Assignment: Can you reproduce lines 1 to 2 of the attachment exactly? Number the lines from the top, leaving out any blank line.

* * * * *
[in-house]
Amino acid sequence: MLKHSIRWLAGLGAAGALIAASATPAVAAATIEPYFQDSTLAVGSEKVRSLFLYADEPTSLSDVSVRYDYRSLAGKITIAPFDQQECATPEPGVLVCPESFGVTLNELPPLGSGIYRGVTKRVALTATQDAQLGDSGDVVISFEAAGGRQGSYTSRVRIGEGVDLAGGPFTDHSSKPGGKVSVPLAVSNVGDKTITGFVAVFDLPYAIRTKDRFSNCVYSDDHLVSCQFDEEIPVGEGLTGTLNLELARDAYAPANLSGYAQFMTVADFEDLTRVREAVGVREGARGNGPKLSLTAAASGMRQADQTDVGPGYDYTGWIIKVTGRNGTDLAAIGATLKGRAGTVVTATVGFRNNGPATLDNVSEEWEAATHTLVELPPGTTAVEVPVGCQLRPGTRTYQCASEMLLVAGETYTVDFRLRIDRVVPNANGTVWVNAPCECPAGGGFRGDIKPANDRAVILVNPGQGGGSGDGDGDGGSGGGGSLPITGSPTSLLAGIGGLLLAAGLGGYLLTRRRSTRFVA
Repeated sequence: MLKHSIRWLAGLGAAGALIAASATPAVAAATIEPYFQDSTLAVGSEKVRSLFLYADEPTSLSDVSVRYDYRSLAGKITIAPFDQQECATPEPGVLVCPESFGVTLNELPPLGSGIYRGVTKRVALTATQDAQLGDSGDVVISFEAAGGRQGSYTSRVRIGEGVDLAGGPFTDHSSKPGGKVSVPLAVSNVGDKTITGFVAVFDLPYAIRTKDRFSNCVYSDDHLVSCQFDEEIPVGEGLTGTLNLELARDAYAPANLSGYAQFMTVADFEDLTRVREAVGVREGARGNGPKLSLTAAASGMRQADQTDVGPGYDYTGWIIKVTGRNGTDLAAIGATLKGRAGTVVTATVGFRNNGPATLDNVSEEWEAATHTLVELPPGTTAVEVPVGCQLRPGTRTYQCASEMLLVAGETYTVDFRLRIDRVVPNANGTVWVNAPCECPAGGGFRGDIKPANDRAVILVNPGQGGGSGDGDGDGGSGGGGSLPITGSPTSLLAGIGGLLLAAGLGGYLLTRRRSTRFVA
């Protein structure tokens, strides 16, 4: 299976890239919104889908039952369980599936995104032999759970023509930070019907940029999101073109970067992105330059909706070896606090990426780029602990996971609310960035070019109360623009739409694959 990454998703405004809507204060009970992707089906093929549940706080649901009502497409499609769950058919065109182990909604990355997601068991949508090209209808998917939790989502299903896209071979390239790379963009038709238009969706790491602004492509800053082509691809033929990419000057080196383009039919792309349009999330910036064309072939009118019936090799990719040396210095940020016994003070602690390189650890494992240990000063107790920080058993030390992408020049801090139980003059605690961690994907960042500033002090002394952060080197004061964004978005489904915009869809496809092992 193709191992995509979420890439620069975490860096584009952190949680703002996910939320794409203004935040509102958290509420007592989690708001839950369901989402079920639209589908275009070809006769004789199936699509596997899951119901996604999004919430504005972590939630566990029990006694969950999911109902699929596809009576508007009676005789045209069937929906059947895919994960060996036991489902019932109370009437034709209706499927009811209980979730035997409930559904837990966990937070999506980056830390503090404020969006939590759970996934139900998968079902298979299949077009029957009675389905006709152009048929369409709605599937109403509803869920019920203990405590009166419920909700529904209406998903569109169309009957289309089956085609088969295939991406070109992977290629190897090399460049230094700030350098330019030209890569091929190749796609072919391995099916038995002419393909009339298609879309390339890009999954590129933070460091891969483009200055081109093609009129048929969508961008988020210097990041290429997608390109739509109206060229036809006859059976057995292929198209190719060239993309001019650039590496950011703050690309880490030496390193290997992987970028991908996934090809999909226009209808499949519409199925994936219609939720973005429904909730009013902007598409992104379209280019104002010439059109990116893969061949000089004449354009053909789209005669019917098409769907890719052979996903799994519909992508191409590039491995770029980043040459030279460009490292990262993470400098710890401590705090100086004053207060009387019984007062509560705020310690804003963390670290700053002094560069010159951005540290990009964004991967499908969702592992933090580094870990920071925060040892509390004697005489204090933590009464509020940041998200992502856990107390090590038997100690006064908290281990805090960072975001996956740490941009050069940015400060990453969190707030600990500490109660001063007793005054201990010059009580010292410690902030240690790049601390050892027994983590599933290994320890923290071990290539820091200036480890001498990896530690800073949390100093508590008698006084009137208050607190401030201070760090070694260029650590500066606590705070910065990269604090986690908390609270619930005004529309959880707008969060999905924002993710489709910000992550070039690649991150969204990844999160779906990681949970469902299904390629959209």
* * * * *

[in-house]
Amino acid sequence: MLKHSIRWLAGLGAAGALIAASATPAVAAATIEPYFQDSTLAVGSEKVRSLFLYADEPTSLSDVSVRYDYRSLAGKITIAPFDQQECATPEPGVLVCPESFGVTLNELPPLGSGIYRGVTKRVALTATQDAQLGDSGDVVISFEAAGGRQGSYTSRVRIGEGVDLAGGPFTDHSSKPGGKVSVPLAVSNVGDKTITGFVAVFDLPYAIRTKDRFSNCVYSDDHLVSCQFDEEIPVGEGLTGTLNLELARDAYAPANLSGYAQFMTVADFEDLTRVREAVGVREGARGNGPKLSLTAAASGMRQADQTDVGPGYDYTGWIIKVTGRNGTDLAAIGATLKGRAGTVVTATVGFRNNGPATLDNVSEEWEAATHTLVELPPGTTAVEVPVGCQLRPGTRTYQCASEMLLVAGETYTVDFRLRIDRVVPNANGTVWVNAPCECPAGGGFRGDIKPANDRAVILVNPGQGGGSGDGDGDGGSGGGGSLPITGSPTSLLAGIGGLLLAAGLGGYLLTRRRSTRFVA